BANJUL NORTH NAM CALLS FOR ENFRANCHISEMENT OF DIASPORA GAMBIANS

Awa Bah

Continuing his contribution to the debate on the Motion on the President’s State of the Nation Address in the 2017 legislative year, Ousman Sillah, the National Assembly Member (NAM) for Banjul North Constituency on Thursday, 27 July, said he was expecting to hear plans to institute the electoral reforms, that among others, seek to extend the franchise to those Gambians in the diaspora to enable them to participate in national elections as is the case with all the countries in the sub-region.

He noted that the diaspora was very instrumental in the political process which had led to the change of government and therefore needs the constitutional support to allow it to continue to fully participate in the development of the country.

The Banjul North NAM said he joined President Barrow in saluting the Gambian people for their contribution in being the architects and guarantors of the peaceful change of political power which the country enjoyed. He also acknowledged what the President highlighted as achievements of the government during the past six months, adding that they are commendable.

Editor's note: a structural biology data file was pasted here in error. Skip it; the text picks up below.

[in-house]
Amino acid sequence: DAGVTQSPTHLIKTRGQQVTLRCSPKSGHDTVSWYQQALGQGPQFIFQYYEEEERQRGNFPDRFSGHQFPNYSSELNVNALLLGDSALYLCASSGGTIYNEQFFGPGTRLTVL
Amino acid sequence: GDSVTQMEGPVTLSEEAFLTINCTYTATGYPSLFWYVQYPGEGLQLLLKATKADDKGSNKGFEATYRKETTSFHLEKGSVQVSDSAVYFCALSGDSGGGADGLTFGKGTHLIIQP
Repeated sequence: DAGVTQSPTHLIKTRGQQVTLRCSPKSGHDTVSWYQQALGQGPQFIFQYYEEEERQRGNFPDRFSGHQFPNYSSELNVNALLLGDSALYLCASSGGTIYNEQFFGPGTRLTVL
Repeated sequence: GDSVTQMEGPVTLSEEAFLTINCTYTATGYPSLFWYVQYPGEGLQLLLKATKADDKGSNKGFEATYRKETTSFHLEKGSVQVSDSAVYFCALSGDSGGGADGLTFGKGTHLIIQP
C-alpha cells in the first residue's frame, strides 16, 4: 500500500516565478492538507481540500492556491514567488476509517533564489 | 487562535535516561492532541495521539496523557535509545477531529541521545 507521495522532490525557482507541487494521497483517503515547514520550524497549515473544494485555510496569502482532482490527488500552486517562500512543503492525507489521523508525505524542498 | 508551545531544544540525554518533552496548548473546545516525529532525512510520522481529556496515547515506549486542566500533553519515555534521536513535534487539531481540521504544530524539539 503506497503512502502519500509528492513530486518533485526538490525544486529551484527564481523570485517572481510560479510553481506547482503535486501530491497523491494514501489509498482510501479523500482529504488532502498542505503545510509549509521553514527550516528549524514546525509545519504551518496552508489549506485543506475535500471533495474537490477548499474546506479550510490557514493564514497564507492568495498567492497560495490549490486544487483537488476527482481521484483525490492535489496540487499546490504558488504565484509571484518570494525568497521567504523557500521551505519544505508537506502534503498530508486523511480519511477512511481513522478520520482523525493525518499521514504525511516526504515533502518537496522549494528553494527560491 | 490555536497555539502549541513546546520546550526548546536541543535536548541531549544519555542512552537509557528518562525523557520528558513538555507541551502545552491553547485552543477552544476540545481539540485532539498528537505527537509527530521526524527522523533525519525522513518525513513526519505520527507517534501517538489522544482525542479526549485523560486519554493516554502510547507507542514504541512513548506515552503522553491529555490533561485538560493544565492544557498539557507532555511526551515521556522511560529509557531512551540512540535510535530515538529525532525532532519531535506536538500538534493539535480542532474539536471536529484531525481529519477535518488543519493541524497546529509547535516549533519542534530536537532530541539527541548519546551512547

Mr. Sillah said some important policy areas which he expected a pronouncement to be made by the President in the address included the creation of a conducive environment with the necessary legal support to enable local Gambian entrepreneurs as well as those in the diaspora to invest in the productive sector in order to create employment and boost the economy.

“Another area which is missing and highlighted by the National Assembly Member for Serekunda is value addition in agriculture. This is an area that has a huge potential in addressing the unemployment problem among young people which we are always talking about,” said the Banjul North NAM.

He also touched on health and the need for more financing to address the numerous challenges facing the sector such as the lack of adequate, affordable and quality generic drugs at public health facilities, basic equipment, high attrition rate among health personnel, among others.

“I am just returning from a regional meeting which is calling for adequate financing of health from local funds as dependence on outside funding is now deemed to be unsustainable. The AU heads of state in 2001 in Abuja, Nigeria, committed themselves to allocate a minimum of 15% of their national budgets to health but that the Gambia this year allocates less than 7% to the sector,” he added.